I read with interest the article in The Sunday Times of December 6, explaining the constraints faced by the Dept. of Motor Traffic in rendering a prompt and more satisfactory service to the public and the woes of the public who might have to do anything with the department in the present circumstances. It is well known that the department takes well nigh six months or thereabouts, to issue a driving licence or to register the transfer or whatever other matter pertaining to a vehicle. The Commissioner attributes these delays to the shortage of staff. But judging by the confusion that seems to prevail at this office on any working day, spatial constraints must also be a contributory factor of no less significance. It is good news that both these problems are being addressed and the public can hope their woes to be mitigated if not altogether eliminated, in the not too distant future.
The long delays experienced in the transaction of business with the department today, reminds me of how it functioned four decades back in the tranquil fifties when I worked in the department, having just entered the public service. The kind of delays that are now considered a matter of course, were unheard of then. If any such delay was detected and found to be due to the negligence or carelessness on the part of the subject clerk, he was severely dealt with and if he failed to mend his ways in the short term after due caution, transferred out without further ado. In those days it didn't take more than three weeks either to issue a driving licence or to register a motor vehicle. In fact it was the norm laid down.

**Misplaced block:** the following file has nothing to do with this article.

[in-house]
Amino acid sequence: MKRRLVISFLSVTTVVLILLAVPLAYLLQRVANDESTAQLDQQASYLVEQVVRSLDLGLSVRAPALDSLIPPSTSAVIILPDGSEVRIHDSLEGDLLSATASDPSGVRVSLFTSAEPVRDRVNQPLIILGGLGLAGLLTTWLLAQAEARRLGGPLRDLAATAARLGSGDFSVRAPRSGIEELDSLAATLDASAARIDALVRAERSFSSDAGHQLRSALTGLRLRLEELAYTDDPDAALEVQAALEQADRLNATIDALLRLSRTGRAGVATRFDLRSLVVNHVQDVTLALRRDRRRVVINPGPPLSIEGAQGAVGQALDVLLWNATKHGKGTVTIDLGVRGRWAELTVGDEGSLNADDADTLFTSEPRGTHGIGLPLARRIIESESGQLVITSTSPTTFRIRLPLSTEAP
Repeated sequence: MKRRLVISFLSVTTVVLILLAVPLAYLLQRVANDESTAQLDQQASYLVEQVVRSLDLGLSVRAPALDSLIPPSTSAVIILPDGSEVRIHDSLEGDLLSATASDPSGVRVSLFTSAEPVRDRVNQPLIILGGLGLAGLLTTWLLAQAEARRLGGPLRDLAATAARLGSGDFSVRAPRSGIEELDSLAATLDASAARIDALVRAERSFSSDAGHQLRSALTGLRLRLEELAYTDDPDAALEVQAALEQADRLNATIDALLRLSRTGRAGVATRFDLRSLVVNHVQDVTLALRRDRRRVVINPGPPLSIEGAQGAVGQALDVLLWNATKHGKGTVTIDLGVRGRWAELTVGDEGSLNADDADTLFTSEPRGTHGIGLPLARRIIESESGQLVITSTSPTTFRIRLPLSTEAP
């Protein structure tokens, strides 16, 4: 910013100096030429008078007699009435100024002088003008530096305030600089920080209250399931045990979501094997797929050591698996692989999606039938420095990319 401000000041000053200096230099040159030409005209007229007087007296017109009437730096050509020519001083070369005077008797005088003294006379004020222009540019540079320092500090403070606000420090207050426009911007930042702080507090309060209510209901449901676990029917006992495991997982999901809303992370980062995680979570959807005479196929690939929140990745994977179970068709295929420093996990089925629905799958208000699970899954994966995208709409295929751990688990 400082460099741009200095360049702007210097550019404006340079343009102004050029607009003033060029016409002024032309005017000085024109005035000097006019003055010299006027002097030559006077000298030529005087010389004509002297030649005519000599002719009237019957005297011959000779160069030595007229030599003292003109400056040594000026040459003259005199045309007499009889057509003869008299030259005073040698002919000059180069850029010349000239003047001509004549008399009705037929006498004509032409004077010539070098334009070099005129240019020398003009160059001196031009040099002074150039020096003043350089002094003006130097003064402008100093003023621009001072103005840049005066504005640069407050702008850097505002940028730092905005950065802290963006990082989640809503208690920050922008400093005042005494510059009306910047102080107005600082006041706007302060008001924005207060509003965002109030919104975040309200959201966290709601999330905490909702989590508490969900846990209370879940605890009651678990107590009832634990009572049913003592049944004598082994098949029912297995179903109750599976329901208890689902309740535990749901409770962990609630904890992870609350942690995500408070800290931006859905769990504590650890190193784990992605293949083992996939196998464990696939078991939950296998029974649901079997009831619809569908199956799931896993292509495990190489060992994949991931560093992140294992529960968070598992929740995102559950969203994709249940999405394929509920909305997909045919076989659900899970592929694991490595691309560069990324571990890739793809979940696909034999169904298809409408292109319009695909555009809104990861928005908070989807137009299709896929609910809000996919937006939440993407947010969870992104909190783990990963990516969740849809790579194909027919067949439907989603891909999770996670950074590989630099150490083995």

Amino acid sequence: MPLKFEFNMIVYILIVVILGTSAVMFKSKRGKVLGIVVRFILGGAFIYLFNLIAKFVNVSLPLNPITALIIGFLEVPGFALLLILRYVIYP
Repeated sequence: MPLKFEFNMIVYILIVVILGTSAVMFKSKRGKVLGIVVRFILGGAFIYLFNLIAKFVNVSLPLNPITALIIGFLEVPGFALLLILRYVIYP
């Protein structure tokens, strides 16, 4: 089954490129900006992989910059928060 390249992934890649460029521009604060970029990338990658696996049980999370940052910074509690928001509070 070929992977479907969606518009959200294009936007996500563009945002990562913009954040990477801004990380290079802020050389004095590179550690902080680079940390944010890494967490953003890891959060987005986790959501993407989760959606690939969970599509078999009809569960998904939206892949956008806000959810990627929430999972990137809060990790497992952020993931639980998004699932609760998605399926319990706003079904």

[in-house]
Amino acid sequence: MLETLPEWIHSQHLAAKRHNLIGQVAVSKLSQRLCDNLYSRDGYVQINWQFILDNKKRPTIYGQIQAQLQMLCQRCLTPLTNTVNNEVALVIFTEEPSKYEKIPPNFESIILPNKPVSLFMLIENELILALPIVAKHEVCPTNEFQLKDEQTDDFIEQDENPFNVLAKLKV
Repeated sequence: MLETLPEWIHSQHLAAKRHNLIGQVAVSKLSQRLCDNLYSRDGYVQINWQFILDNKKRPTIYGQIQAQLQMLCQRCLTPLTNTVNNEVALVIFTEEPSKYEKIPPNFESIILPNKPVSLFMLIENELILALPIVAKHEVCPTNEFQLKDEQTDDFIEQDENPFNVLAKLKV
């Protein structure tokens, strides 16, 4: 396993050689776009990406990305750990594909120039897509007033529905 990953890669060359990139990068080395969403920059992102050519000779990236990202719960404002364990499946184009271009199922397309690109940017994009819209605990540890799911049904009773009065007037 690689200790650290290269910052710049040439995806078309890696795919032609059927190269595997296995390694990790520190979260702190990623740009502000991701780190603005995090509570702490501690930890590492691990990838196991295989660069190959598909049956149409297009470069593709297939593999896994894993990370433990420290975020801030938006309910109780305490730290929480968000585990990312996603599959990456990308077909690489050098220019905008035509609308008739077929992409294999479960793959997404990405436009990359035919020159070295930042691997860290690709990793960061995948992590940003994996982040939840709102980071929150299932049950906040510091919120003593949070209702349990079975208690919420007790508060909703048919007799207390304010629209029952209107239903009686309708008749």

The procedures involved were simple and straight that it required no profound knowledge of rules and regulations. Any clerk with an average intelligence could pick up the work and its procedures within a matter of days. Driving licences were issued in a separate branch called the Technical Branch manned by about 15 clerks. The registration of motor vehicles and all matters ancillary and incidental including the maintenance of records relating to the recovery of licence duty in respect of motor vehicles kept in the Colombo district, were handled in several branches, each branch dealing with a particular series or two.
A subject clerk was assigned around 2500 vehicle files depending on the quantum of work involved. The small transfer fee of Rs. 5.00 or Rs. 10.00 as the case may be, was recovered by way of stamps affixed to the application. No other payments were levied. The only documents that were necessary for the registration of a transfer were the Certificate of Registration, Forms MTA 6 and 8, revenue licence, an insurance cover and where the vehicle was subject to any finance or mortgage arrangements, a letter of consent from the parties concerned.